Fort Westmoreland
Spike Island, Cork Harbor, Ireland

Constructed: 1804-1867
Used by: Great Britain, Ireland
Also known as: Fort Mitchel
Conflicts in which it participated:

As is the case with just about every island up and down the shores of Ireland, Spike Island in Cork Harbor may or may not have been the home to a monastery in the 7th century. Which I guess is true of every island everywhere, really, but we're talking about Ireland right now.

This island, which effectively commands all of Cork Harbor, changed ownership on numerous occasions through the centuries, until it became strategically important to the British crown in the 1770's.

The harbor at Kinsale, about 17 miles southwest of Cork (and home to both Charles Fort and James Fort), had been the Royal Navy's supply base in southern Ireland since 1694, but only smaller ships could use this harbor, and the navy was building 'em bigger.

Click on the map to see
the United Kingdom's official starfort map!

Cork considers its harbor to be the second largest natural harbor by navigable area in the world, after that of Sydney, Australia. As we have learned in our study of fortifications in the shape of stars, nice harbors generally sprout forts. Spike Island's first defensive structure was some sort of fortified tower, built at the beginning of the 16th century and probably used by smugglers.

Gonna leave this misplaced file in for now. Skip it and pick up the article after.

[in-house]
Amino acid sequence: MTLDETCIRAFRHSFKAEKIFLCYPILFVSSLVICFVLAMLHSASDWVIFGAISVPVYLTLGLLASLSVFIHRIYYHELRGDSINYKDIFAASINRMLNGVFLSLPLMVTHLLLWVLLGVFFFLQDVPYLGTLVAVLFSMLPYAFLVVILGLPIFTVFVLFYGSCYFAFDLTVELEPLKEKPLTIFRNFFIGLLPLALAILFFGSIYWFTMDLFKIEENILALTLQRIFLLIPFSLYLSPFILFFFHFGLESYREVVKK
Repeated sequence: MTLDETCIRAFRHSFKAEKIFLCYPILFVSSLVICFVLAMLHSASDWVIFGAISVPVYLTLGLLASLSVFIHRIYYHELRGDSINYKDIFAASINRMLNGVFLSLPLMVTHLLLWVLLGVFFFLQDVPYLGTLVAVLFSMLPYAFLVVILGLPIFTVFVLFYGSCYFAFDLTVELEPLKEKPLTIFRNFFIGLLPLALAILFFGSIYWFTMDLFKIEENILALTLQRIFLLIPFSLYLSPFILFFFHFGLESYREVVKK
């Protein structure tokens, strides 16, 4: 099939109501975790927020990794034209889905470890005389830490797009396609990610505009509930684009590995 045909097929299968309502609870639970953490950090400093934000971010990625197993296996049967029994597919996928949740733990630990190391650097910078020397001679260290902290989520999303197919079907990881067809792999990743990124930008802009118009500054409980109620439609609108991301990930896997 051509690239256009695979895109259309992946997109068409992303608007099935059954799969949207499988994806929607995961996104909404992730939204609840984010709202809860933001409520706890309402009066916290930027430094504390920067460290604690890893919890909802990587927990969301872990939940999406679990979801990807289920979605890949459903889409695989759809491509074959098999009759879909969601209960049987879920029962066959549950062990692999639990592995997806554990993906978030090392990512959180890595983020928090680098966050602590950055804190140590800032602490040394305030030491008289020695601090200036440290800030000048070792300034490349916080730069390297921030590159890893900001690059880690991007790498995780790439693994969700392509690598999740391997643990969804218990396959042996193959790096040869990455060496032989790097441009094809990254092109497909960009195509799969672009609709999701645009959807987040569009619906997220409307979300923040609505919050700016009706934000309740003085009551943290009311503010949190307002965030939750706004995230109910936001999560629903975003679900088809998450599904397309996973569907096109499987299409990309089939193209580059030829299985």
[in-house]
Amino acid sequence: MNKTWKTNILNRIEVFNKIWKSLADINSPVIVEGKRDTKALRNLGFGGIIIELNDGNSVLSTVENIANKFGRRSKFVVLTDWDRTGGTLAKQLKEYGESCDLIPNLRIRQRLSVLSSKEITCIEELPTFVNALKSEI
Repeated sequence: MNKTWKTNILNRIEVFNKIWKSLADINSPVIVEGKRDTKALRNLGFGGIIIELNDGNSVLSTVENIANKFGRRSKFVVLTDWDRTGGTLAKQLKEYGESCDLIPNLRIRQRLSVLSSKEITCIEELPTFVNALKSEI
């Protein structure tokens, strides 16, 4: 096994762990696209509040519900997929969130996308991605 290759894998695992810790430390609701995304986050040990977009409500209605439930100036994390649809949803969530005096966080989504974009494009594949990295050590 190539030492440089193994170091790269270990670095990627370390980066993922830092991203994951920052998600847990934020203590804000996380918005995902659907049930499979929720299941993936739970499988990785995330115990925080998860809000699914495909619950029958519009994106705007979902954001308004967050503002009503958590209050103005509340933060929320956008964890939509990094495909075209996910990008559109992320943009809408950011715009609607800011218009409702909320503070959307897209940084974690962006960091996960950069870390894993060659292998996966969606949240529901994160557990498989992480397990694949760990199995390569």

Should I ever perish, I plan to come back as a starfort flower.
Or maybe a starfort spider. Still considering my options.
Though historically Great Britain has seldom been the rest of the world's favorite, it was particularly alone in the 1770's. The American colonies revolted in 1775, and France and Spain had joined in the fun on the American side by 1779. Great Britain needed a bigger and better naval base on southern Ireland, to serve as a embarkation point for convoys to the Americas.

Southern Ireland also needed new defenses, as the USS Ranger, an American sloop-of-war commanded by John Paul Jones (1747-1792), was in April of 1778 dashing about the Irish Sea, messing with British merchant shipping. This predictably horrified those of the British hoidy-toidy class, and it was those hoidy-toids who held Great Britain's purse strings.

Spike Island was at this time owned by a gentleman by the name of Nicholas Fitton, who leased a portion of his island to the British government, and continued to live thereon when the Spike Island Battery was built in 1779. This battery was a temporary edifice, armed with eighteen 24-pounder guns that had been previously utilized at nearby Cove Fort, a square fortlet that had been built along the northern shore of Cork Harbor in 1743. With the end of the American Revolutionary War (1777-1783) came the joyous realization that there would never ever be any sort of armed conflict again, so the Spike Island Battery was dismantled.